Somewhere in the early 1980s, when Cerny was making ends meet as a freelance paralegal—his writing-related side hustles included a resumé-writing service—he took his first tentative steps into the world of actual antiques. Initially a customer of the sprawling Chicago Antiques Mall, he soon found himself in charge of the mall’s merchandising before partnering with Jeff Nelson to sell antiques in the mall’s basement. By 1990, Cerny, Nelson, and a pair of short-lived partners had opened an antiques mall of their own. Named for its surrounding baseball-park neighborhood, the Wrigleyville Antique Mall lasted eight years before Cerny and Nelson opened the Broadway Antique Market, where Cerny still buys and sells everything from kitschy 1960s school lunch boxes to coveted pieces of Mid-Century Modern furniture.
“Selling Dead People’s Things” walks the reader through this history anecdotally, which means the prose is a good deal more engaging than the preceding paragraph. Along the way, we meet Tom Neniskis, one of Cerny’s most important mentors, who died of AIDS back when people still called the disease the “gay cancer,” as well as Hy Roth, the late, self-described “most famous unknown person in Chicago.” Roth led Cerny to more than one picker’s delight, including the trip that netted him a taxidermy menagerie of two-headed animals. There are hoarders, of course, along with numerous hustlers and plain-old characters who populate the weird world of resale and used stuff.
And then there are the ghosts. In fact, at times, “Selling Dead People’s Things” almost reads like an anthology of ghost stories, such as the tale of the partner desk that Cerny has sold and refunded multiple times after customers got freaked out by the desk’s inexplicable habit of pushing open its own drawers, sometimes shooting them out of their glides with such force that they wind up on the floor. There’s the similarly possessed television set that won’t turn off, even when unplugged. And what’s not to love about the story of the mad-scientist doctor who haunts the former hospital where he performed experimental, and probably extralegal, limb-replacement surgeries on farm animals and dogs, the latter of whose ghosts periodically bark in the cavernous ruins of the very same hospital where both Hillary Rodham Clinton and John Wayne Gacy were born?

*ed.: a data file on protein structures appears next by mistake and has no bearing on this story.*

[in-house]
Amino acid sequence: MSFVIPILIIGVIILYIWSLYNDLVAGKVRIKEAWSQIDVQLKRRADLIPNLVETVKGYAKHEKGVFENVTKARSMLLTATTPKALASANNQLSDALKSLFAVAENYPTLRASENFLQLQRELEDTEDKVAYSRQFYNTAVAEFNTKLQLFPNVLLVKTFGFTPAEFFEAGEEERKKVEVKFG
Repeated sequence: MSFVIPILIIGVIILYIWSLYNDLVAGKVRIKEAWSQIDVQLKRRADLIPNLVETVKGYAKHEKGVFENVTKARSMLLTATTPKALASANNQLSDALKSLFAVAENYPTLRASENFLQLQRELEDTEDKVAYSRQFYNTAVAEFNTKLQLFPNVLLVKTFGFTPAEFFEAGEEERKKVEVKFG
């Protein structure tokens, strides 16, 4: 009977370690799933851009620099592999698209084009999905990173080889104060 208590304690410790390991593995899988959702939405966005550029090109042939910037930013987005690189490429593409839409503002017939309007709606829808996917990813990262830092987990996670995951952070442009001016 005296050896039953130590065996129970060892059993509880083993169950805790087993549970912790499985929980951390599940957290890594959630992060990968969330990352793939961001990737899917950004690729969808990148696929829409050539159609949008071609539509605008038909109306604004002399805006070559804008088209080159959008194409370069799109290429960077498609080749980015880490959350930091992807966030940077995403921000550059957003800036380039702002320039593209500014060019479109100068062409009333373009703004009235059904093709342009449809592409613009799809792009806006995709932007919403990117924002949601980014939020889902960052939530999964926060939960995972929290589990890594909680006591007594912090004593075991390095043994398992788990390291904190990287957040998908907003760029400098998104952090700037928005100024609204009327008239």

Cerny has heard those dogs bark; he’s seen the possessed television set in action. Cerney, in short, believes in ghosts, although not because he’s predisposed to a faith in the supernatural. “Some people are very intuitive and receptive,” Cerny tells me when we speak over the phone. “I’m not.” Nor does Cerny believe in classic Dickensian ghosts—floating apparitions clothed in white, draped in clanking chains, and lurking in shadows amid the living, who they mercilessly tease and torment. For Cerny, supernatural phenomena is more likely the product of what he calls “residual energy” from a “very powerful life force” that was somehow transferred to certain objects and places by the living.